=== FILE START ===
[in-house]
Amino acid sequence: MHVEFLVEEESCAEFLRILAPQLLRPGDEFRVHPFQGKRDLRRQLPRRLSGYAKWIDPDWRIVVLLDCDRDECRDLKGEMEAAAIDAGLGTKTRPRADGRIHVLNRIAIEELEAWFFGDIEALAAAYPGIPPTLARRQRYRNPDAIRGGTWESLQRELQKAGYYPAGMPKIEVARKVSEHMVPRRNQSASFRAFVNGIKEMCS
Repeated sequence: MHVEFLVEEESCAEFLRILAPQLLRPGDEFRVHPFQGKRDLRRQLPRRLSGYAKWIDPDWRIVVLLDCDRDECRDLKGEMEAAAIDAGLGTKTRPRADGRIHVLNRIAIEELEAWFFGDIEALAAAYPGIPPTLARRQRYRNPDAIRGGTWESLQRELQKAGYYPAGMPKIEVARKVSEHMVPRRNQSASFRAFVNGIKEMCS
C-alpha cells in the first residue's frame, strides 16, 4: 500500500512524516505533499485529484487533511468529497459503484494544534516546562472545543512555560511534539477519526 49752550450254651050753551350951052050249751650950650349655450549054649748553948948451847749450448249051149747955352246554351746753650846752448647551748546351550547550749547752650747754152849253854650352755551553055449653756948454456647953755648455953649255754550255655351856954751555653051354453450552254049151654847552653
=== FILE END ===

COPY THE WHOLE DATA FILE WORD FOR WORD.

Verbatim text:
[in-house]
Amino acid sequence: MHVEFLVEEESCAEFLRILAPQLLRPGDEFRVHPFQGKRDLRRQLPRRLSGYAKWIDPDWRIVVLLDCDRDECRDLKGEMEAAAIDAGLGTKTRPRADGRIHVLNRIAIEELEAWFFGDIEALAAAYPGIPPTLARRQRYRNPDAIRGGTWESLQRELQKAGYYPAGMPKIEVARKVSEHMVPRRNQSASFRAFVNGIKEMCS
Repeated sequence: MHVEFLVEEESCAEFLRILAPQLLRPGDEFRVHPFQGKRDLRRQLPRRLSGYAKWIDPDWRIVVLLDCDRDECRDLKGEMEAAAIDAGLGTKTRPRADGRIHVLNRIAIEELEAWFFGDIEALAAAYPGIPPTLARRQRYRNPDAIRGGTWESLQRELQKAGYYPAGMPKIEVARKVSEHMVPRRNQSASFRAFVNGIKEMCS
C-alpha cells in the first residue's frame, strides 16, 4: 500500500512524516505533499485529484487533511468529497459503484494544534516546562472545543512555560511534539477519526 49752550450254651050753551350951052050249751650950650349655450549054649748553948948451847749450448249051149747955352246554351746753650846752448647551748546351550547550749547752650747754152849253854650352755551553055449653756948454456647953755648455953649255754550255655351856954751555653051354453450552254049151654847552653